There were are couple of options for the floor/wall sequence. i) Install the internal wall framing then lay down plywood sheathing (3/4″) between the walls. ii) Install the floor sheathing in one continuous run and then build the walls on top of the floor sheathing.
The builder recommended ii) floor sheathing first – there are several advantages – better isolation of the bathroom and kitchen from the utility space and bed storage area below. Better floor strength.

I was wondering how the internal walls would tie in with the rafters. One part of the bathroom wall aligned with a rafter so that was easy. Where they didn’t align he installed blocking between the rafters and the attached the top plate to that. Because of the angled roof it was easier to install one stud at a time rather than build as a complete wall on the flat and then raise into place.

Bed cavity and shelf for media equipment/TV etc on the right; closet on the left protrudes back into the shower space.

Overall internal framing

Door and Window Installation

With the electrical rough-in date approaching I needed to get the doors and windows installed to make the structure weather-proof. The builder scheduled a day for his crew to come on-site and do the installation.

Building window and door bucks

The window and door openings were not framed with bucks to extend out past the exterior insulation layer as I only made the decision between innie/outie windows after the structural framing was complete. So the first task was to build frames to extend out the door and window openings.

The builder had his crew build the window bucks as a complete frame that was then screwed onto the structure as one piece. This allowed for an easier and higher-quality build than tacking separate pieces of frame directly to the structure.

I flashed the bucks to the sheathing using Prosoco Gap and Crack filler and Fast Flash.

Tremco ExoAir Trio

From the Hammer & Hands blogs I picked up on a new system for mounting and sealing windows and doors based around a Tremco product.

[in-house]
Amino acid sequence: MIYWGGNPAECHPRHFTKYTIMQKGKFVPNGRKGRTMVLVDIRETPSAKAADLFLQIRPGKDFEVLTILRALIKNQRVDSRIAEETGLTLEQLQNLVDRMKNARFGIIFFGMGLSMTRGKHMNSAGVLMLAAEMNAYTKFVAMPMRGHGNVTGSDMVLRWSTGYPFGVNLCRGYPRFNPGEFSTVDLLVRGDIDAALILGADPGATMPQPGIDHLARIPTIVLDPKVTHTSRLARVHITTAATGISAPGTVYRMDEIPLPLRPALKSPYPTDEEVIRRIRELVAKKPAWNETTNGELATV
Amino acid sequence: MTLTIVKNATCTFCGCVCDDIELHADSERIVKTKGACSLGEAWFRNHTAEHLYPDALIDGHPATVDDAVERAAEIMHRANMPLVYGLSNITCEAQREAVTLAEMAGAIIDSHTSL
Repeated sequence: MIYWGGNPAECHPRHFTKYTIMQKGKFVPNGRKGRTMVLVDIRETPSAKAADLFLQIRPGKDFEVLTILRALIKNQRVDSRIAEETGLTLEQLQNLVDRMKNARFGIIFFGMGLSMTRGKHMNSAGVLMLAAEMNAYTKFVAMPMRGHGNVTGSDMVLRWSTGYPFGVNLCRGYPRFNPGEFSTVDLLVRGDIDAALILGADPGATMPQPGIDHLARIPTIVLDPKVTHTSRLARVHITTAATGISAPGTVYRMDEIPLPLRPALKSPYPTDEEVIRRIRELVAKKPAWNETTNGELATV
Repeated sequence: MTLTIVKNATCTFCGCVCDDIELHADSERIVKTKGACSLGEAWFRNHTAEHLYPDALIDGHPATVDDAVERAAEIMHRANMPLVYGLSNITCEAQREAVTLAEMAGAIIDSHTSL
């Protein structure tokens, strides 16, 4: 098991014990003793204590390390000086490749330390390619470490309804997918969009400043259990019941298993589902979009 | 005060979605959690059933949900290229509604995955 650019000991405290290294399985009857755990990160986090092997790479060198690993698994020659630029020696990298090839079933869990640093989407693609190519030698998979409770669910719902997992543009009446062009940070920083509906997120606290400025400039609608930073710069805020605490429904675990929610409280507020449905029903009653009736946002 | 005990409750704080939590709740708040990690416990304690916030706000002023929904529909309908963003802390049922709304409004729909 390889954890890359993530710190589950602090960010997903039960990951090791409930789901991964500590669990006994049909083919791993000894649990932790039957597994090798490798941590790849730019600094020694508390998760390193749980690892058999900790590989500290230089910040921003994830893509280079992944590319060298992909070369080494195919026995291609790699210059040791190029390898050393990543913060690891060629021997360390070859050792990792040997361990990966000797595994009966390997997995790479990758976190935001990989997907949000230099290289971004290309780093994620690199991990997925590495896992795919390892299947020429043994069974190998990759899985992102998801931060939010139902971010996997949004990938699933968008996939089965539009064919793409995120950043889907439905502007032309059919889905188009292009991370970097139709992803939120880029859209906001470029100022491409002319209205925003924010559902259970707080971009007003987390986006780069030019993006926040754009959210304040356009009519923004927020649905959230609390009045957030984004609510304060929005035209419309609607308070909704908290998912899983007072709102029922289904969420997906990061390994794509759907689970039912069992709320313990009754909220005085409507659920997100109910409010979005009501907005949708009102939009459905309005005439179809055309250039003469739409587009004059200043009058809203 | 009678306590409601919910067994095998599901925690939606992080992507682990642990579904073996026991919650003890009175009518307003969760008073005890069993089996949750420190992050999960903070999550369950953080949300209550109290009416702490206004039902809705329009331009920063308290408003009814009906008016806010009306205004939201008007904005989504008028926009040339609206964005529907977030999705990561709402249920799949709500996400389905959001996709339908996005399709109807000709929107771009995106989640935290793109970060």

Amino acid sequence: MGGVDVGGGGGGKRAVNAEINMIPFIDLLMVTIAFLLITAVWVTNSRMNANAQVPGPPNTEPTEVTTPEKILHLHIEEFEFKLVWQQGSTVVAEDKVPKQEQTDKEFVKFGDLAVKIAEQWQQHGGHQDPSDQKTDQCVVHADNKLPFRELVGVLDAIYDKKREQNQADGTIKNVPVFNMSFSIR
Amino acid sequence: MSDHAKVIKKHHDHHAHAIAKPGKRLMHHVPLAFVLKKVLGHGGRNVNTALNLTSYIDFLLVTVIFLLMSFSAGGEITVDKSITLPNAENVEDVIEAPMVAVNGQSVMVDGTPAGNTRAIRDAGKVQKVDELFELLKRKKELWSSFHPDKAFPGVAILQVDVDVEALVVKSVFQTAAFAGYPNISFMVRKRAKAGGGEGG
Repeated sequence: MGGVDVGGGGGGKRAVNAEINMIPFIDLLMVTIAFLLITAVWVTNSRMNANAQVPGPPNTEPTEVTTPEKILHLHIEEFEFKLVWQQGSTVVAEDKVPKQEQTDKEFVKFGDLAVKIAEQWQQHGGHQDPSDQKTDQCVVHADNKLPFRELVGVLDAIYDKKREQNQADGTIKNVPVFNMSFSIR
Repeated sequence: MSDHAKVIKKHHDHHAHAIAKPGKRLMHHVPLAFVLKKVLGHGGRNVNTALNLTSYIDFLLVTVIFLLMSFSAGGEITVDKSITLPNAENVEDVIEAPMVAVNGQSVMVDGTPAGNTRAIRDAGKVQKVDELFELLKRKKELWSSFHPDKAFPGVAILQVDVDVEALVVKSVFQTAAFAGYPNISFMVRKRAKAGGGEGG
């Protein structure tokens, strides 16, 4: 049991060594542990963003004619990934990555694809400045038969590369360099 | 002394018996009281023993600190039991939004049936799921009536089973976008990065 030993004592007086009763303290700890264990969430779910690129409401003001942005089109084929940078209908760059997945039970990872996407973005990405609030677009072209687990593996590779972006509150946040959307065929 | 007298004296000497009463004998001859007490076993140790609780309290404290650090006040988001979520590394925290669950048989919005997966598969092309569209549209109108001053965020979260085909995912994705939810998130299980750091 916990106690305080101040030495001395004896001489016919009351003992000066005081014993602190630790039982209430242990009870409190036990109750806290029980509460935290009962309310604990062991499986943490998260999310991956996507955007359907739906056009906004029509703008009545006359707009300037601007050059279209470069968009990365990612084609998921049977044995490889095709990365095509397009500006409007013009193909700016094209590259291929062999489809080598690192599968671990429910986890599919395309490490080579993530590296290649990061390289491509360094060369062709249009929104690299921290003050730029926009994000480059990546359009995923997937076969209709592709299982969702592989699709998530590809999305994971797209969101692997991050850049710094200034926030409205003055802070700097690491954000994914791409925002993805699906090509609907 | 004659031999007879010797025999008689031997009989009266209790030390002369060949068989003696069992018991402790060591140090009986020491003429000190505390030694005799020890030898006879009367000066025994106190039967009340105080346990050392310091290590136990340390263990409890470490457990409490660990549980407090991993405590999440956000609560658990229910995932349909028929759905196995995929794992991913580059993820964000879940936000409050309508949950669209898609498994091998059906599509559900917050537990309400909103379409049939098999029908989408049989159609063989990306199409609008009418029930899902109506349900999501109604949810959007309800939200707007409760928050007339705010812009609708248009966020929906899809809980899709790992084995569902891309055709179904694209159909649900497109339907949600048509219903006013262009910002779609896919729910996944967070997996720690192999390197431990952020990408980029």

ExoAir Trio is a self-expanding joint sealing tape that is used in place of traditional spray-foam sealant to weatherproof windows and doors. It was my the first time to try this technique and the builder hadn’t used it before. We ended up using a combination of traditional shimming , Tremco ExoAir tape, and spray foam to install the windows. Now that I know how it works, I would be able to much more easily use this Tremco product for any future window installs.

Here’s the Hammer & Hand video demonstrating how to set a window using Tremco tape and Shim Screws.

My observation is that this is a significantly easier method for aligning and installing window frames vs traditional methods and that it provides a significantly better weather and air seal than using spray foam.

Installation of the living room window

Installation of the doors

The builder recommended a metal sill pan under the door sill and the window guy at Western Pacific agreed. It’s cheap compared to the cost of a door, it’s good insurance against water leaks through onto the floor, and although not required by code in Portland, it’s mandatory in a bunch of other states.


Based on this experience my suggestions are:

  • The Tremco tape can be ordered in 3 different thickness, each thickness being rated for a different sized gap between the window frame and the rough-opening: 3/16” – 3/8” gap, 1/4” – 9/16” gap, and 3/8” – 3/4” gap.
    I had a range of gap sizes so I went with the smallest thickness tape. As it turned out this was a very tight fit (too tight) around the door, good fit for the small kitchen window and the sides of the large window, and way too small for the bottom and top gaps on the large window.
    It only comes in lots of 3 rolls and it’s expense to order a bunch of different sizes for a one-off project like mine.
    So my suggestion is when sizing your windows/doors and rough-openings, try to keep the gaps top/bottom/sides consistent so you can use just one variant of Tremco tape.
    If you end up with a large gap as I did on the large living room window then you can always use spray-foam after the window is installed to complete the gap sealing.